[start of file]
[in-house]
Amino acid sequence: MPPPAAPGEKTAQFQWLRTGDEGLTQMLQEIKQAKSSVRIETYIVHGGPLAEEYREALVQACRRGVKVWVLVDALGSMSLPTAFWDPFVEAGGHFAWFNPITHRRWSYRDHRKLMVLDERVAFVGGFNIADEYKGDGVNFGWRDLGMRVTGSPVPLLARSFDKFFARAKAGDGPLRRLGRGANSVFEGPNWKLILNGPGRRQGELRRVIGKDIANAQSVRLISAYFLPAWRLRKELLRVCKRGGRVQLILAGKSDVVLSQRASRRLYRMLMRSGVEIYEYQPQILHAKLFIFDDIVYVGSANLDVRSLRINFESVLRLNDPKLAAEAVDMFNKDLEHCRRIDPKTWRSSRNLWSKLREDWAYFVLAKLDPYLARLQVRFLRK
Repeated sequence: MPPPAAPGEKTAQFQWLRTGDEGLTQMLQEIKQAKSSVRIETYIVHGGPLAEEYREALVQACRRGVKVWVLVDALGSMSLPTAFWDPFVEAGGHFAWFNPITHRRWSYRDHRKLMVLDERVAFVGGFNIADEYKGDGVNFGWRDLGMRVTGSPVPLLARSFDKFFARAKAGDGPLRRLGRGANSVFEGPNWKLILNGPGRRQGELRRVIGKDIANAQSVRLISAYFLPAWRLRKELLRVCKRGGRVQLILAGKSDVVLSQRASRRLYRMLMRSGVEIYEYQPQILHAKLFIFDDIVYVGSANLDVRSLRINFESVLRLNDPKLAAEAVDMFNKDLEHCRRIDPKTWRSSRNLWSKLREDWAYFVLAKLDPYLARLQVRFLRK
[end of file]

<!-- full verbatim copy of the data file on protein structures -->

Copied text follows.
[in-house]
Amino acid sequence: MPPPAAPGEKTAQFQWLRTGDEGLTQMLQEIKQAKSSVRIETYIVHGGPLAEEYREALVQACRRGVKVWVLVDALGSMSLPTAFWDPFVEAGGHFAWFNPITHRRWSYRDHRKLMVLDERVAFVGGFNIADEYKGDGVNFGWRDLGMRVTGSPVPLLARSFDKFFARAKAGDGPLRRLGRGANSVFEGPNWKLILNGPGRRQGELRRVIGKDIANAQSVRLISAYFLPAWRLRKELLRVCKRGGRVQLILAGKSDVVLSQRASRRLYRMLMRSGVEIYEYQPQILHAKLFIFDDIVYVGSANLDVRSLRINFESVLRLNDPKLAAEAVDMFNKDLEHCRRIDPKTWRSSRNLWSKLREDWAYFVLAKLDPYLARLQVRFLRK
Repeated sequence: MPPPAAPGEKTAQFQWLRTGDEGLTQMLQEIKQAKSSVRIETYIVHGGPLAEEYREALVQACRRGVKVWVLVDALGSMSLPTAFWDPFVEAGGHFAWFNPITHRRWSYRDHRKLMVLDERVAFVGGFNIADEYKGDGVNFGWRDLGMRVTGSPVPLLARSFDKFFARAKAGDGPLRRLGRGANSVFEGPNWKLILNGPGRRQGELRRVIGKDIANAQSVRLISAYFLPAWRLRKELLRVCKRGGRVQLILAGKSDVVLSQRASRRLYRMLMRSGVEIYEYQPQILHAKLFIFDDIVYVGSANLDVRSLRINFESVLRLNDPKLAAEAVDMFNKDLEHCRRIDPKTWRSSRNLWSKLREDWAYFVLAKLDPYLARLQVRFLRK